We all know how important feedback is when working with your split placement partners. The member engagement manager at NPAworldwide recruitment network has been hearing for years now from exporters (partners who supply candidates) that importers (partners who supply jobs) are bad at feedback to the partner in terms of how the candidate submitted stacks up to the other candidates, what they may be missing in terms of qualifications, and really, any comments back at all that could help deliver stronger candidates. Well in 2017, those same exporters are getting extremely busy and are also slacking on the feedback front, leaving the recruitment firm with the job frustrated as to knowing the status of the search, and hoping that candidates are being sourced so they can focus on business development. Here are a couple of fast tips from the firms supplying positions on the split placement end.
1. If you agree to help someone give them the courtesy of updating them at least weekly on your progress even if it is: still looking but have not found anyone. At least this way they know you are still out there and trying. Try and create a signature template and reminder on any search you may be working to provide that partner information on how long you have spent on their search, any short list candidates you are working to gather more information on, and any questions you may build up along the way of the search, such as negotiable items. See an example below:
Here is this week’s progress on your “Director of Supply Chain” position. Thank you again for the opportunity to source this.
I spent about “8” hours on this search this week as I have “5” other positions that are a bit hotter to be working on.
I have attached two potential candidates that seem like they are about a 75% match. They are lacking about 2-3 years of experience and one candidate does not have an MBA from a top school listed. Are those hard requirements? As this is week two of the search are there any initial requirements I could focus less on?
I am available for a call “tomorrow at 10am” if you would rather discuss over the phone. Otherwise I will keep working.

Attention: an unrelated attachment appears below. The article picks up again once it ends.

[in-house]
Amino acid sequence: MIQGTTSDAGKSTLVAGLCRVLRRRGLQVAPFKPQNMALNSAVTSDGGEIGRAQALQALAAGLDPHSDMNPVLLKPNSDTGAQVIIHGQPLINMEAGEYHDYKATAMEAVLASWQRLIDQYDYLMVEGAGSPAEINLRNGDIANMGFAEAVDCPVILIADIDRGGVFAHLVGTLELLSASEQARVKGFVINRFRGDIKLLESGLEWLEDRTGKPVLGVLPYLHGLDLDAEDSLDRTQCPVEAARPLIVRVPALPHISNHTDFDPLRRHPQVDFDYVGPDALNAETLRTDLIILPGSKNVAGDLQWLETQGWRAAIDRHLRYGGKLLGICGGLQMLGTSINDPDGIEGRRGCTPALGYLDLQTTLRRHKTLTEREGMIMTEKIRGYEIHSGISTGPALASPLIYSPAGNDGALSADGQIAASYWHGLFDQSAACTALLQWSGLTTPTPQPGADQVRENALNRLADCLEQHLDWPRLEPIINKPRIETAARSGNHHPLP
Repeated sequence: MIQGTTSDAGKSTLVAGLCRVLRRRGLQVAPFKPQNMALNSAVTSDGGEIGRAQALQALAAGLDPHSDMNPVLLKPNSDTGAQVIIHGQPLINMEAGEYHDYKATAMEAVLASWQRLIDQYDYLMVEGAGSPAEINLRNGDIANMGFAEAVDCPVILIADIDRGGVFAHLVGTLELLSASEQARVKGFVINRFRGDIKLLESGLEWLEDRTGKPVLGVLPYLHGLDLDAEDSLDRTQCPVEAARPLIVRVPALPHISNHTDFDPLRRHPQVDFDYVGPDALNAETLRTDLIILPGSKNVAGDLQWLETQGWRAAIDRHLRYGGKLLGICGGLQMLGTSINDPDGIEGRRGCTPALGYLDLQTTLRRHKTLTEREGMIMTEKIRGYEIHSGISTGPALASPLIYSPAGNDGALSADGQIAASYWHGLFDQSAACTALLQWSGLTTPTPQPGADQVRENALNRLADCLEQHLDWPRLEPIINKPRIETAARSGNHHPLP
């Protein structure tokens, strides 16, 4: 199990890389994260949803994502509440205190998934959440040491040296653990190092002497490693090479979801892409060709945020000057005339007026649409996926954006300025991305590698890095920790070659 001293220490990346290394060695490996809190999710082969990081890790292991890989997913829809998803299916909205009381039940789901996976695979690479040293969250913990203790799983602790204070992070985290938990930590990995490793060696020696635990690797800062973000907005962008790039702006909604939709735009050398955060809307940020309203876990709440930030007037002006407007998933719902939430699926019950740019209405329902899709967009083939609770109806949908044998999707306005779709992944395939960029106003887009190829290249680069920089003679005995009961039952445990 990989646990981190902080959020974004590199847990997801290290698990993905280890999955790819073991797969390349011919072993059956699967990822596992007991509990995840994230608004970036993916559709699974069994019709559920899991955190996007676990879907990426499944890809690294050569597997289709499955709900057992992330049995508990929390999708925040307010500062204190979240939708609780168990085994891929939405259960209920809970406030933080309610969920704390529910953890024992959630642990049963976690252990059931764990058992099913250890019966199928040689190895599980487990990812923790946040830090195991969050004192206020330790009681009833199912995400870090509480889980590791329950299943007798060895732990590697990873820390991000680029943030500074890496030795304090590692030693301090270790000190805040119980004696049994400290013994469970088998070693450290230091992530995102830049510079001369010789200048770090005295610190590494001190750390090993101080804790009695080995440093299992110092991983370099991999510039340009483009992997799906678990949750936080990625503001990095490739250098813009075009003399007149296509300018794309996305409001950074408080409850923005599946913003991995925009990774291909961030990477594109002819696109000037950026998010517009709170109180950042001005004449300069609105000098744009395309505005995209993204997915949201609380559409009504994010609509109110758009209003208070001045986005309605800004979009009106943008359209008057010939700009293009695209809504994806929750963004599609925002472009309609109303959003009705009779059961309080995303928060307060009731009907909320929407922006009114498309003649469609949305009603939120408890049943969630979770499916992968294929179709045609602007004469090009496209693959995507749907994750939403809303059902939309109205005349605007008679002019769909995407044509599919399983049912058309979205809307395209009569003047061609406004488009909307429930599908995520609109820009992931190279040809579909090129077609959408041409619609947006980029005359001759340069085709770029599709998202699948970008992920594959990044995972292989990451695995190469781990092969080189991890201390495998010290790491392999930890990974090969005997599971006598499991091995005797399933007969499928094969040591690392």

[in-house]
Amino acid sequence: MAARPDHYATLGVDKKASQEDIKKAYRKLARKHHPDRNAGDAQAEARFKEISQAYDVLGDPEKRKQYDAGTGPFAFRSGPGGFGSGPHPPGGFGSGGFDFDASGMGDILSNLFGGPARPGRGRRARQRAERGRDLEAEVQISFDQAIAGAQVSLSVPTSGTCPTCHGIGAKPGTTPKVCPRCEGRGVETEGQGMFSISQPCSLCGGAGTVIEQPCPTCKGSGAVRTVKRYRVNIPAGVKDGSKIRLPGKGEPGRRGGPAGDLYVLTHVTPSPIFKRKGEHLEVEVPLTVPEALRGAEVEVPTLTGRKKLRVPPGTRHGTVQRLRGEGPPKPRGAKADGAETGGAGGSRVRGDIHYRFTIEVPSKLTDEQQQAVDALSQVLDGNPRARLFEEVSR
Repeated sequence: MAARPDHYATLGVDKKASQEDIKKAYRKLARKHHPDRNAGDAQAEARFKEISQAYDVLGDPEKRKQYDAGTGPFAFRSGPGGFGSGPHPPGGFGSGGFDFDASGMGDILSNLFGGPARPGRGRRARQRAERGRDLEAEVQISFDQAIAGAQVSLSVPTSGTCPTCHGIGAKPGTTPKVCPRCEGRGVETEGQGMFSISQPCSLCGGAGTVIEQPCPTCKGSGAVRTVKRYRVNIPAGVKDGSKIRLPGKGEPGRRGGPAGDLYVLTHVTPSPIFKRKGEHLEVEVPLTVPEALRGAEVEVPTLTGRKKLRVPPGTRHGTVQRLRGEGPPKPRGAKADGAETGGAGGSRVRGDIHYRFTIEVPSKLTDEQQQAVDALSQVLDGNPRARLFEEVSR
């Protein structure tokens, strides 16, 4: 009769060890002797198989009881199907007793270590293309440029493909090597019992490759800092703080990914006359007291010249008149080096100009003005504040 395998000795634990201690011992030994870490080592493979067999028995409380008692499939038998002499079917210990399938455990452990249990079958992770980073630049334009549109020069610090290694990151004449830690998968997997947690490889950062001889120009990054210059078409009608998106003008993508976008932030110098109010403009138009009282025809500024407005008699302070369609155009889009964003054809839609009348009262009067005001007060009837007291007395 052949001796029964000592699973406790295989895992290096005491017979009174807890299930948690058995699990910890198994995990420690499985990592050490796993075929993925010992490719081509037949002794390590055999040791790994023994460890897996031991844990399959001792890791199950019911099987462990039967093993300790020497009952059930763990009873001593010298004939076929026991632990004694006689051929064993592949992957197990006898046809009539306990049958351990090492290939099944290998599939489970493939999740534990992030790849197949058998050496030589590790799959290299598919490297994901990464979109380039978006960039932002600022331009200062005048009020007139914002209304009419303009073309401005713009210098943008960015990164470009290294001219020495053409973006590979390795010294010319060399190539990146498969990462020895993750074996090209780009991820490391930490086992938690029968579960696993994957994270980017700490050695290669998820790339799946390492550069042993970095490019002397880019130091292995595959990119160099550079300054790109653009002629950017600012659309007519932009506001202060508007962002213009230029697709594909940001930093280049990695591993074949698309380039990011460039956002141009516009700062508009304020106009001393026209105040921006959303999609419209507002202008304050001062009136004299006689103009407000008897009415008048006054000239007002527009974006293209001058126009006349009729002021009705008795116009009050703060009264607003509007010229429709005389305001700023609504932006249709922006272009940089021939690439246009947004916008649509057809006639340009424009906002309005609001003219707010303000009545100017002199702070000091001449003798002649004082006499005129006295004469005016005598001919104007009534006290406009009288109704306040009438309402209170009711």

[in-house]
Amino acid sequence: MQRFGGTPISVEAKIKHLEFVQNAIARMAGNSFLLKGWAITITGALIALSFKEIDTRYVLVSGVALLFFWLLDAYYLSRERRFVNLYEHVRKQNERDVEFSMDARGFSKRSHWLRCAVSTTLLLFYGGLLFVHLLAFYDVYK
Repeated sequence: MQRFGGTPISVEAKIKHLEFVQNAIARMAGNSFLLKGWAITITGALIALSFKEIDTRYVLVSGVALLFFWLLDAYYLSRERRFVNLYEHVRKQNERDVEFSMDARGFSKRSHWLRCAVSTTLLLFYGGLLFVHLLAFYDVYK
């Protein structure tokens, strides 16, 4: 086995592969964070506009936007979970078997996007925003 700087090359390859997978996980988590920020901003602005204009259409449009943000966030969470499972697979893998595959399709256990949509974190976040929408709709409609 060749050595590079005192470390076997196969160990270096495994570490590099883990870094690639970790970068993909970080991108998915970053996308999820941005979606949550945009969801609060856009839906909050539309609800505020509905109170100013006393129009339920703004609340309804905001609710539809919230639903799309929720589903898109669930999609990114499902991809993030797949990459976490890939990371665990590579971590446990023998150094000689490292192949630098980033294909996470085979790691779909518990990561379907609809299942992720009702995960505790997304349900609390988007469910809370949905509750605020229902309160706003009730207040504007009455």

2. If you are using online job boards to advertise and source, screen the candidates. It is one of the few reasons some recruiters initially join a split placement network, but it does exist. A firm that seems to excel at online sourcing through their job boards wants to take a crack at extra income by also posting their recruitment partners positions and therefore, generating revenue by forwarding those candidates on hoping that one sticks. The firms are not impressed by this with a lack of work and feedback on the exporter’s side. If you are going to access candidates this way, you must screen through their resumes, and still provide a feedback sheet to your partner. All it takes is one opened resume of a poor quality candidate for a firm to decide they are not going to waste their time on your emails.
3. Agree on candidate contact through the hiring process prior to the placement happening. This one may require more explanation, but this is an excellent feedback step for those sourcing candidates to share with their trading partner before candidates begin interviewing. Make it clear to your partner how much involvlement you would like to have with the candidate you are submitting to avoid feedback pitfalls. For example, many importing firms would prefer to become the main point of contact with the candidate to eliminate confusion. They are thrown off when they reach out to the candidate with news that has already been shared from the exporting recruiter in regards to the offer or other hiring details. Out of frustration and even embarrassment, they may choose not to work with the recruiter again, when this could have been settled prior to the search to even out lines of communication.
Hopefully those three quick tips build your reputation for sourcing candidates to other recruitment partners, and some of them may have even helped you place yourself in your partner’s shoes. Lines of communication and feedback will never be completely clear, but taking appropriate feedback steps can greatly increase the relationship in the end.